Fear of Dreaming


This flummoxing affliction.
Cries carom off the bedroom door
and box his father’s ears:
an invitation to mad Martians
who march with coffers of roses
with thorns, which he fears.
“It’s bad! It’s ruined! I want it!
It’s gone! I need it! I need it!”
His terror grinds like rusted gears.
This inclement condition of a
knife drawn through his dreams,
of the permanence it shears.
A box of hand-grenades
is in his head, and the pins
fall from his face as tears.


G W Sisk




If I were a star I would explode! 
And whatever was the matter 
would not matter.
My strafing of the galaxies
with particles and frequencies
would make me God.
Though I might be misunderstood, 
by default I would be right.

Gavin W Sisk


Young, I raced through summers in bare feet,
through sunburned fields with clover-crazy bees,
over shards of brown glass pushed to mounds
as alters heaped by mad old men cast down

to share their pain with an oblivious child.
Soap, a stiff brush, Mercurochrome, a smile:
salves for cuts from countless careless flights
across the scraps of countless shadowed lives.

Are paper, pencils, promises, and prayer;
silver clouds, the golden rule, our faith in fair;
sex, song, and vows to live in vivid view
of fields unmarred by mounded dreams askew

bars enough against brigades of venial sin
that live and somehow arm and aim to swim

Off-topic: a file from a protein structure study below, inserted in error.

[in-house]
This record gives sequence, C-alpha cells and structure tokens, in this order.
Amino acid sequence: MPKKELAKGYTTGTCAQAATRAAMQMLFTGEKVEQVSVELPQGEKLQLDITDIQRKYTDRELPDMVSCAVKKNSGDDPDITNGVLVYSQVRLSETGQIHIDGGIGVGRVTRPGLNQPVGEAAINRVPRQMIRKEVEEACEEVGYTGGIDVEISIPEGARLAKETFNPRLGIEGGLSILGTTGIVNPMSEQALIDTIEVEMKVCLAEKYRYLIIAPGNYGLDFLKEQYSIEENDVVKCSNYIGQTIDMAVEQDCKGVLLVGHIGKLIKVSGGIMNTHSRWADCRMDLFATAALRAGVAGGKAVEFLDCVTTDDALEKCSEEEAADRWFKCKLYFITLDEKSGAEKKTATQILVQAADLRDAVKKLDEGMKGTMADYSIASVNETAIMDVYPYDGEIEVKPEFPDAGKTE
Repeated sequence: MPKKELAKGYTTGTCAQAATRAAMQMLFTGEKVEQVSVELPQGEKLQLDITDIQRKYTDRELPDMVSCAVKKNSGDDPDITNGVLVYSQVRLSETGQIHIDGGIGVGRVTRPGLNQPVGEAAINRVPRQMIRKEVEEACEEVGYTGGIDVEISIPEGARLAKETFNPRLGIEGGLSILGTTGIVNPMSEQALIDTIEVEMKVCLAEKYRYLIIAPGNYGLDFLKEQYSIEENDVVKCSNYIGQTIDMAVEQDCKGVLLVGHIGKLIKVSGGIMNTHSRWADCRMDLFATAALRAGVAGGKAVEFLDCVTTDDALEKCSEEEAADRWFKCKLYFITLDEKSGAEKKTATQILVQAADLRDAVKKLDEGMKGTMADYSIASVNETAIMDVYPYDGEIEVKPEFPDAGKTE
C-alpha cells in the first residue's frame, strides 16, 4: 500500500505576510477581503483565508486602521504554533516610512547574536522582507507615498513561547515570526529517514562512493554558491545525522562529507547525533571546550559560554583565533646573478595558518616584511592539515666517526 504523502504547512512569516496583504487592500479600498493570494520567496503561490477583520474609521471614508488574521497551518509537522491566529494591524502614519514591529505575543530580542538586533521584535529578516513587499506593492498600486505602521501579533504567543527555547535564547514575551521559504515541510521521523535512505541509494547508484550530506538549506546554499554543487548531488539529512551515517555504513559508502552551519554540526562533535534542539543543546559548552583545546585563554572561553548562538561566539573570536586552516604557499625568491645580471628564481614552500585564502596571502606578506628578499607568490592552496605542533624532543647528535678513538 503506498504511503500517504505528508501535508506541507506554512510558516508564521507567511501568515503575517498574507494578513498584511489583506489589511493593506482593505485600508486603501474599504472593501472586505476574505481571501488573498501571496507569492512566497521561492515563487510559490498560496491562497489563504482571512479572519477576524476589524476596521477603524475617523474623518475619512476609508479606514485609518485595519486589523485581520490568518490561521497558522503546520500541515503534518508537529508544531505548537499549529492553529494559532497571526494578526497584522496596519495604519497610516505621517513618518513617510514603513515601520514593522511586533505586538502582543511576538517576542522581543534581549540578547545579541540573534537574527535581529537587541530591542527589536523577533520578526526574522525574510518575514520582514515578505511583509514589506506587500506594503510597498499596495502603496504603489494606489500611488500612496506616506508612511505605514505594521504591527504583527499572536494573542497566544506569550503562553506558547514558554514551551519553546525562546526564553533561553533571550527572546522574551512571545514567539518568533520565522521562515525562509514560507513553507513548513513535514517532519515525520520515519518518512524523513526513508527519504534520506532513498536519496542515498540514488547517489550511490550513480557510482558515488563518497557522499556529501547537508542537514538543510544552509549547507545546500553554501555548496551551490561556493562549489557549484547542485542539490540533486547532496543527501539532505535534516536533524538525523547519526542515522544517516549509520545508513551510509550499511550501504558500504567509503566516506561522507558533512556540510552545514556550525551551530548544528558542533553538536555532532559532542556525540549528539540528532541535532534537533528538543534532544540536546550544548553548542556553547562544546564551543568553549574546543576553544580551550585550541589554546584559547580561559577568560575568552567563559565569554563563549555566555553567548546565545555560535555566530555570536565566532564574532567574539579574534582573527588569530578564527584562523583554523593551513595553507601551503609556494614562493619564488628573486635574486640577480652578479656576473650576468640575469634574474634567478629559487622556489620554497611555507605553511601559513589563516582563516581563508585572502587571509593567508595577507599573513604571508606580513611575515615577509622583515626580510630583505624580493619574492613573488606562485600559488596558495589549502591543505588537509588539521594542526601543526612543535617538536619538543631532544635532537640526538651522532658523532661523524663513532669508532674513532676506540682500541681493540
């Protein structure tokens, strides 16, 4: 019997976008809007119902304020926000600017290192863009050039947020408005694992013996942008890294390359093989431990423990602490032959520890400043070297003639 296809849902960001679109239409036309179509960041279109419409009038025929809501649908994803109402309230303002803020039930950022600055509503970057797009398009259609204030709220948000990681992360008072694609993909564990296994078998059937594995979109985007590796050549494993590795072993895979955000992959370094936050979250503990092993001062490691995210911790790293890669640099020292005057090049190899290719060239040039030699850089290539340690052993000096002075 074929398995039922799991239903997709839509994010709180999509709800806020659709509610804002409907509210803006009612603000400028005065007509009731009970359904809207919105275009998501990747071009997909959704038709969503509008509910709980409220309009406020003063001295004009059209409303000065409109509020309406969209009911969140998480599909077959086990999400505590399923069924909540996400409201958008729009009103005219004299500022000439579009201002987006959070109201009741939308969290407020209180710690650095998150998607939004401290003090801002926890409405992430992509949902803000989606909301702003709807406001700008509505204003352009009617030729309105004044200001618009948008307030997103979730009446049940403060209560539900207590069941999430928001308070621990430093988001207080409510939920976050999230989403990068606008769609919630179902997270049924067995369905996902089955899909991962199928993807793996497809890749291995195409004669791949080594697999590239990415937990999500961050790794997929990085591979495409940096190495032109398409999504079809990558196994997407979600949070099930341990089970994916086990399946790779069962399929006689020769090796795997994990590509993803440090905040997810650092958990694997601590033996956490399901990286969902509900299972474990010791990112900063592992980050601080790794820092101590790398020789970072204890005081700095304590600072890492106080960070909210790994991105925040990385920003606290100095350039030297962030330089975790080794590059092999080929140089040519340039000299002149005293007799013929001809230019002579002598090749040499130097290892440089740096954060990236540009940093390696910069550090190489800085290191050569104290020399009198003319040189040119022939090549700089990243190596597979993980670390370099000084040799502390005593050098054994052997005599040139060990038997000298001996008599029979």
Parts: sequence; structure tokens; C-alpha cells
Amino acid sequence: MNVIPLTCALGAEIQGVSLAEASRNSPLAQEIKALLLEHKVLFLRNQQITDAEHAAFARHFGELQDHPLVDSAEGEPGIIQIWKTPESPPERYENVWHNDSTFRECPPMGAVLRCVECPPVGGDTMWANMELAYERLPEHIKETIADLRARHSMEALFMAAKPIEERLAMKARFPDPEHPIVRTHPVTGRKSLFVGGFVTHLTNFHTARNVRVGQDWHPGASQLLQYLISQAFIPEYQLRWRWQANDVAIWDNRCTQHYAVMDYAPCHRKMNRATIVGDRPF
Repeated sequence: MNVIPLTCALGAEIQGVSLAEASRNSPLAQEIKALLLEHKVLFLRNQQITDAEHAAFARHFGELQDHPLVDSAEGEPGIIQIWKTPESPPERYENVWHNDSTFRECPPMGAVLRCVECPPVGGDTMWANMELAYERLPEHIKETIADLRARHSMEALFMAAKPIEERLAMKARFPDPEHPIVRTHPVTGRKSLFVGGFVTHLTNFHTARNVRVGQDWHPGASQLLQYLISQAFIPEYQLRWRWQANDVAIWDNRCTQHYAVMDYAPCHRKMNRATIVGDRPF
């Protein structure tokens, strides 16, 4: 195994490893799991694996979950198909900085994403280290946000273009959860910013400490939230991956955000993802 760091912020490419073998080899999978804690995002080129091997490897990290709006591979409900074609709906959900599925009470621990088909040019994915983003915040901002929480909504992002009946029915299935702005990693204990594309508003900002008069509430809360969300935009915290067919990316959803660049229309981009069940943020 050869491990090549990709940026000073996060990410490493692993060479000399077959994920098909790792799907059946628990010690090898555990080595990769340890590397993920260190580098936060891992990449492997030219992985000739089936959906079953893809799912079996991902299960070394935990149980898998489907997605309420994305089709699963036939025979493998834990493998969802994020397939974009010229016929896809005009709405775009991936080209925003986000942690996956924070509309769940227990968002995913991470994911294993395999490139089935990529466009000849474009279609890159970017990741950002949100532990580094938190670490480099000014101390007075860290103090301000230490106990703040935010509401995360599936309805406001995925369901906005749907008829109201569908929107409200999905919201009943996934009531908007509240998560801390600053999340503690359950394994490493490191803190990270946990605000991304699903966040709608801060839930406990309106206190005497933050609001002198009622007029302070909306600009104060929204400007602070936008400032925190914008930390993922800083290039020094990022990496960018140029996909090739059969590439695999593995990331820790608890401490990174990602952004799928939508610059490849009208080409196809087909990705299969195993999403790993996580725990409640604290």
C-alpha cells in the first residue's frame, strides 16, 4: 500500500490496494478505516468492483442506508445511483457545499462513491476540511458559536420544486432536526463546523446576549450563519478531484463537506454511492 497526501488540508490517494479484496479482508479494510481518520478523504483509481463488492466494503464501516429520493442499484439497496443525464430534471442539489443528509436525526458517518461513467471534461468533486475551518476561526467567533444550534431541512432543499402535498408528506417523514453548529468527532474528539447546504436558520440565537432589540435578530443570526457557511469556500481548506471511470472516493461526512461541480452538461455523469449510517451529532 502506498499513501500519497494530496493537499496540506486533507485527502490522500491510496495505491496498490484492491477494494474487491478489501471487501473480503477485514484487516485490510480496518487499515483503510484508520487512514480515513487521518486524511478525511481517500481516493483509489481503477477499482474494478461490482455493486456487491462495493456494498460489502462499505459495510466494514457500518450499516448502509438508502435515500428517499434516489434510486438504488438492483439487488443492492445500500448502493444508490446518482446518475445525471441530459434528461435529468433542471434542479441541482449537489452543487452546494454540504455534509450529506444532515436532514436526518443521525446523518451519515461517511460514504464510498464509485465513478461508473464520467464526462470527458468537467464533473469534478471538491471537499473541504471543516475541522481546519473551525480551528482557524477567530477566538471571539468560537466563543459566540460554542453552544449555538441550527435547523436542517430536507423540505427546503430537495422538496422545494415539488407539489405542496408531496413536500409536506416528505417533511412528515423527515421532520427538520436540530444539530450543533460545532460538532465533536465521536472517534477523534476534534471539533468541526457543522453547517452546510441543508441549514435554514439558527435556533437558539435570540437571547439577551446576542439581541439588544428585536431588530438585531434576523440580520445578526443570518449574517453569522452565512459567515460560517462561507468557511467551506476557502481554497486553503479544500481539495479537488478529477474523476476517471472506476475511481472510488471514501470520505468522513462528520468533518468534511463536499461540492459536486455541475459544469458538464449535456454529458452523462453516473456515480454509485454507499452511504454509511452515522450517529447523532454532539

and swarm through windows of our present tense
and change our songs of flight to dissonance?

Gavin W Sisk

Her Fall Virus Wrapped in Fleece

Thursday there were paper clips
transmogrified over a burner:
anealed, quenched; now gifts
offered like tempered chocolate,
traded for chamomile and solitude.
Chemistry with poems in the margins.
The burning log, asthmatic nearly,
sounds like sheets beating on
a distant neighbor’s clothesline–
like Fall through long hair, she says.

Oct. 12, 2014



Walked past an unconscious male
sprawled heavy on the clinic floor,
listless legs lying in the doorway
where his surprised knees had failed.
Plaid shirt ripped from his chest,
buttons scattered across the tiles,
wax face lumped around a mask:
a broken doll in cardiac arrest.
Middle-aged, except maybe not so
middleage after this cut-short day.
Medics shocked him, pumped him up,
but not to flesh that looked like life.
Raggedy Andy without the red yarn,
or a painted smile, or button eyes.


I yawn and wait behind the wheel;
watching immigrants cross mid-block
for marrow meals from market trash:
steel seared curses artfully slipped.
Christ, can’t they cross at the lights!
Seagulls menace a murder of crows
dredging the curb for burgers and fries.
Dodging wheels, they feed from fate.
And so for the gull who lags until last;
I watch the Express roll over his back.
Vainly commanding enfeebled wings,
cocks up his head, cries open his beak;
silently screams surprise at death,
learning too late that he was alive.

March, 2014